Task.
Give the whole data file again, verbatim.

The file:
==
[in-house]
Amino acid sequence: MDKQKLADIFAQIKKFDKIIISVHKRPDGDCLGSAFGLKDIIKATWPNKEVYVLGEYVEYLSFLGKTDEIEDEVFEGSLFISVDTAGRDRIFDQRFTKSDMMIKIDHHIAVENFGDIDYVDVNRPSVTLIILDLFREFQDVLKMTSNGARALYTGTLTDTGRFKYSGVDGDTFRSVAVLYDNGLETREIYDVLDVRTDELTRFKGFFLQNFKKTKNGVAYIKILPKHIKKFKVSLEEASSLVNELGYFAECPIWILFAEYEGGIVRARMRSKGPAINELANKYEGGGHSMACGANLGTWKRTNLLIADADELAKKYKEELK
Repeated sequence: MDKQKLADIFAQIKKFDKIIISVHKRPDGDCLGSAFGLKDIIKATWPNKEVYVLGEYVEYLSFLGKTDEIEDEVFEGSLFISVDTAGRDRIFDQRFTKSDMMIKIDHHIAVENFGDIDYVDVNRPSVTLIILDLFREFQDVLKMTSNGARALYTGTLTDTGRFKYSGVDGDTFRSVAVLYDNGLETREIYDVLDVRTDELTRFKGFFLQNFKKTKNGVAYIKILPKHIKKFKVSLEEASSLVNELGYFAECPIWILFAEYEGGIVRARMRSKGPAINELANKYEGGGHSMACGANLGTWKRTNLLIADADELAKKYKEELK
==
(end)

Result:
[in-house]
Amino acid sequence: MDKQKLADIFAQIKKFDKIIISVHKRPDGDCLGSAFGLKDIIKATWPNKEVYVLGEYVEYLSFLGKTDEIEDEVFEGSLFISVDTAGRDRIFDQRFTKSDMMIKIDHHIAVENFGDIDYVDVNRPSVTLIILDLFREFQDVLKMTSNGARALYTGTLTDTGRFKYSGVDGDTFRSVAVLYDNGLETREIYDVLDVRTDELTRFKGFFLQNFKKTKNGVAYIKILPKHIKKFKVSLEEASSLVNELGYFAECPIWILFAEYEGGIVRARMRSKGPAINELANKYEGGGHSMACGANLGTWKRTNLLIADADELAKKYKEELK
Repeated sequence: MDKQKLADIFAQIKKFDKIIISVHKRPDGDCLGSAFGLKDIIKATWPNKEVYVLGEYVEYLSFLGKTDEIEDEVFEGSLFISVDTAGRDRIFDQRFTKSDMMIKIDHHIAVENFGDIDYVDVNRPSVTLIILDLFREFQDVLKMTSNGARALYTGTLTDTGRFKYSGVDGDTFRSVAVLYDNGLETREIYDVLDVRTDELTRFKGFFLQNFKKTKNGVAYIKILPKHIKKFKVSLEEASSLVNELGYFAECPIWILFAEYEGGIVRARMRSKGPAINELANKYEGGGHSMACGANLGTWKRTNLLIADADELAKKYKEELK